After that, I worked in enterprise strategy for two large organizations and served as the chief of staff to a chief executive officer and a chief operating officer. Those experiences taught me how to advise the most senior leaders in an organization—how to articulate and execute their visions. I translated their ideas into actionable strategies, project plans, and metrics to help guide one organization through a rapid growth period, and another organization through a turnaround. Working with C-suite executives requires great influencing skills, the ability to tell truth to power, and organizational savvy to navigate political waters. (I will share insights for how you can navigate career transitions, better articulate how you can add value to an organization, and use networking to manage politics.)
Then something happened that changed my career focus and integrated all of my past experiences.
In 2010, I was the executive director of strategy for Aetna. I visited a company in Cambridge, Massachusetts, that was working to improve the consumer experience for our medical members. It looked like a typical high-tech start-up scene you'd see in a movie: small groups of people brainstorming, walls covered with drawings and notes, wireframes of websites in a large open area. A young consultant walked up to me and asked, "Are you Ted Fleming? You have a phone call from Mark Bertolini's office."
He was the president of the company, so I said I should probably take that call. When I got on the phone, I heard, "Congratulations, you are moving to HR; come back to Hartford." I'd been appointed vice president of talent management, responsible for talent acquisition, talent development, change management, and organizational consulting. Over the next two years I got a crash course on how to attract, retain, develop, and reward people. I presented each week to our executive committee...or, more accurately, I was in the hot seat answering questions on how we were developing the talent we needed to achieve our growth goals. It was a seven-day-a-week job that was one of the best learning experiences of my career. A true baptism by fire as I had not worked in human resources previously.
Over those two years, I led the design and implementation of a new HR operating model to improve the efficiency and effectiveness of how we hired new talent. We cut the time to fill executive-level jobs from seven weeks to six weeks. We also designed and implemented new leadership development programs for regional general managers.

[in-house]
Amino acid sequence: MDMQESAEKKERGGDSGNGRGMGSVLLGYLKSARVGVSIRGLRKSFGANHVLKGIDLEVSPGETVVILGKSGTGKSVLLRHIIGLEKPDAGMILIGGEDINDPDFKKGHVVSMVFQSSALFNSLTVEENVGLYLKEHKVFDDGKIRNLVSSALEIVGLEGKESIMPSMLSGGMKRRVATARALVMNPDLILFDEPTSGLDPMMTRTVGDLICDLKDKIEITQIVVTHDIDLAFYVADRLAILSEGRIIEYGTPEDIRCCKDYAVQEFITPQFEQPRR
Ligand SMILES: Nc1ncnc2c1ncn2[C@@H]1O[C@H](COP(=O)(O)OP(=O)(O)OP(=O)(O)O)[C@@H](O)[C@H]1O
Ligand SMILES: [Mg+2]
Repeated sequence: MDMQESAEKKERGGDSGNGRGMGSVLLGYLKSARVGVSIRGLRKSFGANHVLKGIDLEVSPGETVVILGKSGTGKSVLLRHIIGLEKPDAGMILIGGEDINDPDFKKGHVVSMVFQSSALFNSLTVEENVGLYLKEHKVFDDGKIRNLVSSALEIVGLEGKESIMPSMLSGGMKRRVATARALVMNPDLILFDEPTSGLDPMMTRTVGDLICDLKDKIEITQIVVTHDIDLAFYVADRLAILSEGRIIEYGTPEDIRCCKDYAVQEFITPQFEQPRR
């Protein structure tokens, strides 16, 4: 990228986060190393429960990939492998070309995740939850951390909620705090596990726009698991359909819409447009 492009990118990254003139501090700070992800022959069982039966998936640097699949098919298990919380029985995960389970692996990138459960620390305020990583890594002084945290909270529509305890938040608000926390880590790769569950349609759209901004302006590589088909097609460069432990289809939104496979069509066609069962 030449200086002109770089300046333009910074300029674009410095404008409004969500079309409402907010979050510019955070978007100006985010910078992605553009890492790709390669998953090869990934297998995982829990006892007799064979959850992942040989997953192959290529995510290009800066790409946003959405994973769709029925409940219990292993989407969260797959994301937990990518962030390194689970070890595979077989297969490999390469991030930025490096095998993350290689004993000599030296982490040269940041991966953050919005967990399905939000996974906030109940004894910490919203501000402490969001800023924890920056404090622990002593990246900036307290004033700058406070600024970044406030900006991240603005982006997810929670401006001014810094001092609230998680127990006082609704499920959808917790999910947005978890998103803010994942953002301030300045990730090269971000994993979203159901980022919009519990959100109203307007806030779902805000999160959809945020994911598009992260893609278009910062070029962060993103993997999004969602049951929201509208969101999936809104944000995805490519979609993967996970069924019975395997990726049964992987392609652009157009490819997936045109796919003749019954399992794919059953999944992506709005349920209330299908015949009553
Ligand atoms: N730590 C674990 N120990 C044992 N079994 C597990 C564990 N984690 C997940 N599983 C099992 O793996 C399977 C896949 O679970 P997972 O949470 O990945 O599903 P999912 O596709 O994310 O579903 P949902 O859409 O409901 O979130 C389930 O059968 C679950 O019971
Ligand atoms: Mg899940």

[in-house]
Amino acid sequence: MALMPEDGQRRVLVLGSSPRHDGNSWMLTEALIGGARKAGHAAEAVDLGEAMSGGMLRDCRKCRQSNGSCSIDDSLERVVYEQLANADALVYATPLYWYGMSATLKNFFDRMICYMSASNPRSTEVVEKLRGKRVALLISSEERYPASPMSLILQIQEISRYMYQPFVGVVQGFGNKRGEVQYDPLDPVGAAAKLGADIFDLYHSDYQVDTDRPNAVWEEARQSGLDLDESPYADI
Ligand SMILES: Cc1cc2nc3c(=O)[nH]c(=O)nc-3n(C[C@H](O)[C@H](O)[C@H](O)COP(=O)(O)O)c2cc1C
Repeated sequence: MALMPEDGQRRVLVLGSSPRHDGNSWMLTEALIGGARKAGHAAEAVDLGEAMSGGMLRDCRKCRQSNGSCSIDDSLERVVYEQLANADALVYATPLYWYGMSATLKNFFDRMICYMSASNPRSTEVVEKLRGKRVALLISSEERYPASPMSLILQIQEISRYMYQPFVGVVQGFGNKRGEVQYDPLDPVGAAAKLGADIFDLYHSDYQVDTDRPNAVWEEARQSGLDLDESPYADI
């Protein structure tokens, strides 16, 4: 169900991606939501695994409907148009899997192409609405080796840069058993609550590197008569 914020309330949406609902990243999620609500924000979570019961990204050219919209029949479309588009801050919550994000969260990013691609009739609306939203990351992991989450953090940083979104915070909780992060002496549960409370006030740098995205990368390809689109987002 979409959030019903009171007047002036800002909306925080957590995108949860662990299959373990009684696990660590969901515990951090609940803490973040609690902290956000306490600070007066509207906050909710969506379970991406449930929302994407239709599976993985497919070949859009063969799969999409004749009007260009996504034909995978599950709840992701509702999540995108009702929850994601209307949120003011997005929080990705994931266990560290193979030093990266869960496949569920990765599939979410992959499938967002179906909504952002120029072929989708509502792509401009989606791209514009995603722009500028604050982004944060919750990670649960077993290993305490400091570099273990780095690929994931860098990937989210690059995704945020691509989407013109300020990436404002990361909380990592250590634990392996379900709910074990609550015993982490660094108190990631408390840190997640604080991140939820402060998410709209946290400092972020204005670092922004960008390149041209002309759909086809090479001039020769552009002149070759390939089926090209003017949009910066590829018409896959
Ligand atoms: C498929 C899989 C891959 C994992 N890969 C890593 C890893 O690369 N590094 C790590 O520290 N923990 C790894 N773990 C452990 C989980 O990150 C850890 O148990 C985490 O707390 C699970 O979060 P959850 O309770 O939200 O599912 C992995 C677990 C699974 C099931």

It was hard work, but after sixteen months I was feeling comfortable in my new role. Then the phone rang again. I was called up to our eighth-floor executive offices to see now CEO Mark Bertolini. It was a beautiful office with antique furniture and a working fireplace, and best of all, Lucky, Mark's dog, was there to greet me. A golden retriever, Lucky was a celebrity with an employee badge. As I sat down on the couch, Lucky sat beside me and I petted her as Mark told me my job was about to change. He said, "I've been waiting two years for a corporate university, but nothing has happened. You are going to create Aetna University." I asked if I had one or two years to create the program. He laughed and said, "You have ninety days."
That day I ordered three books on creating corporate universities, picked them up at my local bookstore, and read them all over the weekend. I then spoke to several people who created or ran corporate universities for advice. I had officially moved from the strategy of organizations to the strategy of people—from advising professionals and executives to guiding the careers of the entire organization.
Now, I started this research on success long before Mark Bertolini charged me with creating Aetna University. When I was a banker, I won an award as one of the top salespeople in the company. After the announcement, several people came up to me and said, "I didn't think you did anything." I did not act like other bankers, so they couldn't understand how I was successful. Most of my peers pored over financial statements, monitored stock market fluctuations, and developed relationships with investment bankers and industry analysts, who could funnel them deals. I spent the majority of my time on the road talking to entrepreneurs about their dreams of starting new ventures or reading books about new technologies and futurists' predictions. My approach was to identify and invest in other people's dreams. In another organization, team members would pass by my office, catch me reading a book, magazine, or trade journal, and comment, "There he is again, doing nothing but reading. You must not have enough real work to do." I once heard a boss of mine say to a peer, "Ted works long hours, but I don't know what he does." Inspiring words from your leader! (So, another reason I'm writing this book is to inform people about what I do with my time!) In Develop, I'll share what I've learned over many years of soaking up all the thinking on success while advising thousands of people on how to reach their potential. The book serves a wide audience and is designed as a reference or manual you can revisit during major career transitions. You can benefit from these tools whether you're just starting out in your career or looking for your next step after working for years. In later chapters, I provide examples for those who are looking for their first job and guidance for people hunting for executive-level positions.